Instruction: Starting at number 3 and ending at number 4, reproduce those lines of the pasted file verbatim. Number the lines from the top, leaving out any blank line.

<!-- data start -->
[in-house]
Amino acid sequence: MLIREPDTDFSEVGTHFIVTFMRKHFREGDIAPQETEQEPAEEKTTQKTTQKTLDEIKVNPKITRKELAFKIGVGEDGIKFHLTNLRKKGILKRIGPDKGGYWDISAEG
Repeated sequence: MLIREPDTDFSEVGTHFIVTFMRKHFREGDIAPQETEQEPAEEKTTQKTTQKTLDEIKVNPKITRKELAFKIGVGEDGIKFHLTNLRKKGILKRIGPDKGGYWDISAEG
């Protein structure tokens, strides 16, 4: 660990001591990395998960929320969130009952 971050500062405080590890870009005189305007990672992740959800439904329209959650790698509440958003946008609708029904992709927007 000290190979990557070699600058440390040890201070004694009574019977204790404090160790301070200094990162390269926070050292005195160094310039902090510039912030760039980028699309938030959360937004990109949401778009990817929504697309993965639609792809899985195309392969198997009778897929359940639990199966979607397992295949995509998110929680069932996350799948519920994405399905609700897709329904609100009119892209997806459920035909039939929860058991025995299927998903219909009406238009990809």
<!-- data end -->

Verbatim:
Repeated sequence: MLIREPDTDFSEVGTHFIVTFMRKHFREGDIAPQETEQEPAEEKTTQKTTQKTLDEIKVNPKITRKELAFKIGVGEDGIKFHLTNLRKKGILKRIGPDKGGYWDISAEG
């Protein structure tokens, strides 16, 4: 660990001591990395998960929320969130009952 971050500062405080590890870009005189305007990672992740959800439904329209959650790698509440958003946008609708029904992709927007 000290190979990557070699600058440390040890201070004694009574019977204790404090160790301070200094990162390269926070050292005195160094310039902090510039912030760039980028699309938030959360937004990109949401778009990817929504697309993965639609792809899985195309392969198997009778897929359940639990199966979607397992295949995509998110929680069932996350799948519920994405399905609700897709329904609100009119892209997806459920035909039939929860058991025995299927998903219909009406238009990809």